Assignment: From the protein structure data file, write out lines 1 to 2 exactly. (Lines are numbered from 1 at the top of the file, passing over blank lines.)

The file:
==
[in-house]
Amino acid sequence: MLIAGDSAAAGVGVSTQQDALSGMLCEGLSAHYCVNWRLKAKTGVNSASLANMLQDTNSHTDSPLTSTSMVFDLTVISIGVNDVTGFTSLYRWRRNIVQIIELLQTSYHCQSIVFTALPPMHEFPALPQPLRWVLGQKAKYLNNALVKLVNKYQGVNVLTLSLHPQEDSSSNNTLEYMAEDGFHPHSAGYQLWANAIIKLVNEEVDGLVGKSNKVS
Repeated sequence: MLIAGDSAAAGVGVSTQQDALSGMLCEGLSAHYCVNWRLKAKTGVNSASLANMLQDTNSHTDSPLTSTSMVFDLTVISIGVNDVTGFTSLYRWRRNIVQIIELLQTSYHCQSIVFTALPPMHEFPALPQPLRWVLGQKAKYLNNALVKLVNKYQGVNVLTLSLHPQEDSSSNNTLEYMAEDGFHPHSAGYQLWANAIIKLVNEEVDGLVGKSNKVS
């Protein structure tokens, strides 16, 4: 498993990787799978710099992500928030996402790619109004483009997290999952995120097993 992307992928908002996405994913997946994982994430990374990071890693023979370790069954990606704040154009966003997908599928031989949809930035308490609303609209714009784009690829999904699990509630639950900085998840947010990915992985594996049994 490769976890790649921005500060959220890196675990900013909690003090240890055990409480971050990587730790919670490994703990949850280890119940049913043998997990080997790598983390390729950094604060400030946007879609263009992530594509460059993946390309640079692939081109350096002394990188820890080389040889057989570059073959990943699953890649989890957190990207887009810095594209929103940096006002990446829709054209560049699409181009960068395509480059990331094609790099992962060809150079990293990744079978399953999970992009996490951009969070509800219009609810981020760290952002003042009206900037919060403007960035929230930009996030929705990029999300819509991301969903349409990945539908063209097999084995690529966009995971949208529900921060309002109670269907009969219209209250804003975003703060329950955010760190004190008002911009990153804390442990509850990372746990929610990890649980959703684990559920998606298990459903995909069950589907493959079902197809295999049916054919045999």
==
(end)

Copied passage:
[in-house]
Amino acid sequence: MLIAGDSAAAGVGVSTQQDALSGMLCEGLSAHYCVNWRLKAKTGVNSASLANMLQDTNSHTDSPLTSTSMVFDLTVISIGVNDVTGFTSLYRWRRNIVQIIELLQTSYHCQSIVFTALPPMHEFPALPQPLRWVLGQKAKYLNNALVKLVNKYQGVNVLTLSLHPQEDSSSNNTLEYMAEDGFHPHSAGYQLWANAIIKLVNEEVDGLVGKSNKVS